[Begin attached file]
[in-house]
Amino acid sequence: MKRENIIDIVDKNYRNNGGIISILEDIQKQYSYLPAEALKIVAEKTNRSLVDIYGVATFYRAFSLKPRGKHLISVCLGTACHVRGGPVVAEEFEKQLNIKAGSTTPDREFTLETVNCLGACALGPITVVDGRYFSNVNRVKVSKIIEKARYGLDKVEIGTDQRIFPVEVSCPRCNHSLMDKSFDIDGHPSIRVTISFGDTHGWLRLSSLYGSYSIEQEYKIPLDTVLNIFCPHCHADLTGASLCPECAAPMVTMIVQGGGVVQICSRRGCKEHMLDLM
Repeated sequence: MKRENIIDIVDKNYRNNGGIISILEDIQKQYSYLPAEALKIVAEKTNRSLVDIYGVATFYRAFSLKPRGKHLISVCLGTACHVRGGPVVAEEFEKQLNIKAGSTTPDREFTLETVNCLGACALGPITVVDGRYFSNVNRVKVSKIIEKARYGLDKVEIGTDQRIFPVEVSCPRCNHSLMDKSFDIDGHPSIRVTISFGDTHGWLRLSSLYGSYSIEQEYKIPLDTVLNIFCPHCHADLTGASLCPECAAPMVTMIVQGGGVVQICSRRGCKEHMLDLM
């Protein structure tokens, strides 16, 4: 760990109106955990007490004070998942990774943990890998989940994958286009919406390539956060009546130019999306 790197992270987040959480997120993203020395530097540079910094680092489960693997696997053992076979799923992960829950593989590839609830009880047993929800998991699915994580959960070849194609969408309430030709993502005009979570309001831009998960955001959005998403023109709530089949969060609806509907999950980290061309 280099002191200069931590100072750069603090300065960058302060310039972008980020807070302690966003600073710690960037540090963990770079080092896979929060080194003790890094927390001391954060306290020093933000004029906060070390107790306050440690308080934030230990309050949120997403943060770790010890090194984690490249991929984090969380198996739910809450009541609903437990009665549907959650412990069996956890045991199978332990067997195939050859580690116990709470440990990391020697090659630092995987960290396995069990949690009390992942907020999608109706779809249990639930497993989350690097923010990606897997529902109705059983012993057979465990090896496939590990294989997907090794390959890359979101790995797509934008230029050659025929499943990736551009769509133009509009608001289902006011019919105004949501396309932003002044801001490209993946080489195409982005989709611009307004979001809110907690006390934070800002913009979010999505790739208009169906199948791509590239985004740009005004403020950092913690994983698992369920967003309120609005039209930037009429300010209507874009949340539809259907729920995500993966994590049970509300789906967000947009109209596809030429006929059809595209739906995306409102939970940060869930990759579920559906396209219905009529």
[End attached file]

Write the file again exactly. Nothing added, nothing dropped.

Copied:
[in-house]
Amino acid sequence: MKRENIIDIVDKNYRNNGGIISILEDIQKQYSYLPAEALKIVAEKTNRSLVDIYGVATFYRAFSLKPRGKHLISVCLGTACHVRGGPVVAEEFEKQLNIKAGSTTPDREFTLETVNCLGACALGPITVVDGRYFSNVNRVKVSKIIEKARYGLDKVEIGTDQRIFPVEVSCPRCNHSLMDKSFDIDGHPSIRVTISFGDTHGWLRLSSLYGSYSIEQEYKIPLDTVLNIFCPHCHADLTGASLCPECAAPMVTMIVQGGGVVQICSRRGCKEHMLDLM
Repeated sequence: MKRENIIDIVDKNYRNNGGIISILEDIQKQYSYLPAEALKIVAEKTNRSLVDIYGVATFYRAFSLKPRGKHLISVCLGTACHVRGGPVVAEEFEKQLNIKAGSTTPDREFTLETVNCLGACALGPITVVDGRYFSNVNRVKVSKIIEKARYGLDKVEIGTDQRIFPVEVSCPRCNHSLMDKSFDIDGHPSIRVTISFGDTHGWLRLSSLYGSYSIEQEYKIPLDTVLNIFCPHCHADLTGASLCPECAAPMVTMIVQGGGVVQICSRRGCKEHMLDLM
């Protein structure tokens, strides 16, 4: 760990109106955990007490004070998942990774943990890998989940994958286009919406390539956060009546130019999306 790197992270987040959480997120993203020395530097540079910094680092489960693997696997053992076979799923992960829950593989590839609830009880047993929800998991699915994580959960070849194609969408309430030709993502005009979570309001831009998960955001959005998403023109709530089949969060609806509907999950980290061309 280099002191200069931590100072750069603090300065960058302060310039972008980020807070302690966003600073710690960037540090963990770079080092896979929060080194003790890094927390001391954060306290020093933000004029906060070390107790306050440690308080934030230990309050949120997403943060770790010890090194984690490249991929984090969380198996739910809450009541609903437990009665549907959650412990069996956890045991199978332990067997195939050859580690116990709470440990990391020697090659630092995987960290396995069990949690009390992942907020999608109706779809249990639930497993989350690097923010990606897997529902109705059983012993057979465990090896496939590990294989997907090794390959890359979101790995797509934008230029050659025929499943990736551009769509133009509009608001289902006011019919105004949501396309932003002044801001490209993946080489195409982005989709611009307004979001809110907690006390934070800002913009979010999505790739208009169906199948791509590239985004740009005004403020950092913690994983698992369920967003309120609005039209930037009429300010209507874009949340539809259907729920995500993966994590049970509300789906967000947009109209596809030429006929059809595209739906995306409102939970940060869930990759579920559906396209219905009529």